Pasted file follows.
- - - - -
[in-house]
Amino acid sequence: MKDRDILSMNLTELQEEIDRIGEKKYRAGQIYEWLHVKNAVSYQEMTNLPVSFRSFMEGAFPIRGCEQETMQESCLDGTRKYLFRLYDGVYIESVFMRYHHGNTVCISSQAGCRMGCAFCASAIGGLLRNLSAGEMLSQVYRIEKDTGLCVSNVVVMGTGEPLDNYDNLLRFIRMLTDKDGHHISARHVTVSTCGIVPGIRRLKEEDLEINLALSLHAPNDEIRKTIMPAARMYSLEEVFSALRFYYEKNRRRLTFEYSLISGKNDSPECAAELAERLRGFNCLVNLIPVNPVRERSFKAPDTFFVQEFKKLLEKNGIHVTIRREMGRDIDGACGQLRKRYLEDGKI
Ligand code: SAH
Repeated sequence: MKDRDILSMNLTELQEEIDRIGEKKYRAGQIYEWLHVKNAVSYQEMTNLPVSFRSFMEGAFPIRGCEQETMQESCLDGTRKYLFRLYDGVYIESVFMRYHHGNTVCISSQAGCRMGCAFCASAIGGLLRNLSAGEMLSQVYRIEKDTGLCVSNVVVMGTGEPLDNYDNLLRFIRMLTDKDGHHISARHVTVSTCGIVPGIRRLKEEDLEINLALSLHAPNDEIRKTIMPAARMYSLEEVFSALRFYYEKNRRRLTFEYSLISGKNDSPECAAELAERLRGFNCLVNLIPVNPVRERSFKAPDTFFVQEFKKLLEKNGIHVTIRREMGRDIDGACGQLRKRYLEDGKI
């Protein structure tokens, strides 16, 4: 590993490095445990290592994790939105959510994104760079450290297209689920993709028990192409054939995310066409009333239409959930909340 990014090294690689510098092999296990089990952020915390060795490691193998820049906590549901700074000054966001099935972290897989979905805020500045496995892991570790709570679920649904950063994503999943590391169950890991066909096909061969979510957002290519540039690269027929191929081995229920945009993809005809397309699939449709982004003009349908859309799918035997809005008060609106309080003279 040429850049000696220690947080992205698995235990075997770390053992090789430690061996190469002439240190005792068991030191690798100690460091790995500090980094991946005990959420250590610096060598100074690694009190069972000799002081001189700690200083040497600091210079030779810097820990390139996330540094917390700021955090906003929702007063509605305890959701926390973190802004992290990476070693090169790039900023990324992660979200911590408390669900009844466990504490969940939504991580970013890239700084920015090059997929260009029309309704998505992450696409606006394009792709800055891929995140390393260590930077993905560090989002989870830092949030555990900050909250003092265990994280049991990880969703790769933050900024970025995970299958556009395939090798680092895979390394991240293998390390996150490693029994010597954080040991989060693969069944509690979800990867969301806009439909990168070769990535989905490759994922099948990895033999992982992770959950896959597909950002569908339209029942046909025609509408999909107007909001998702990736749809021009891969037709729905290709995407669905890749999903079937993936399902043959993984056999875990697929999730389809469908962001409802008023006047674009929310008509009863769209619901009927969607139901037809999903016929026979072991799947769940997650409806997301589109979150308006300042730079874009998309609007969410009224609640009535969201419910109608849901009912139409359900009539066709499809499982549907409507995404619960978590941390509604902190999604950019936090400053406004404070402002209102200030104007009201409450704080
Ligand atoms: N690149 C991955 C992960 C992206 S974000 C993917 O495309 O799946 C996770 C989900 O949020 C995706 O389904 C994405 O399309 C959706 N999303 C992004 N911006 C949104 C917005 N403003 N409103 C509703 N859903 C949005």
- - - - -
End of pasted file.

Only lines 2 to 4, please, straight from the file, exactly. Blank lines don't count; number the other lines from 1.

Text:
Amino acid sequence: MKDRDILSMNLTELQEEIDRIGEKKYRAGQIYEWLHVKNAVSYQEMTNLPVSFRSFMEGAFPIRGCEQETMQESCLDGTRKYLFRLYDGVYIESVFMRYHHGNTVCISSQAGCRMGCAFCASAIGGLLRNLSAGEMLSQVYRIEKDTGLCVSNVVVMGTGEPLDNYDNLLRFIRMLTDKDGHHISARHVTVSTCGIVPGIRRLKEEDLEINLALSLHAPNDEIRKTIMPAARMYSLEEVFSALRFYYEKNRRRLTFEYSLISGKNDSPECAAELAERLRGFNCLVNLIPVNPVRERSFKAPDTFFVQEFKKLLEKNGIHVTIRREMGRDIDGACGQLRKRYLEDGKI
Ligand code: SAH
Repeated sequence: MKDRDILSMNLTELQEEIDRIGEKKYRAGQIYEWLHVKNAVSYQEMTNLPVSFRSFMEGAFPIRGCEQETMQESCLDGTRKYLFRLYDGVYIESVFMRYHHGNTVCISSQAGCRMGCAFCASAIGGLLRNLSAGEMLSQVYRIEKDTGLCVSNVVVMGTGEPLDNYDNLLRFIRMLTDKDGHHISARHVTVSTCGIVPGIRRLKEEDLEINLALSLHAPNDEIRKTIMPAARMYSLEEVFSALRFYYEKNRRRLTFEYSLISGKNDSPECAAELAERLRGFNCLVNLIPVNPVRERSFKAPDTFFVQEFKKLLEKNGIHVTIRREMGRDIDGACGQLRKRYLEDGKI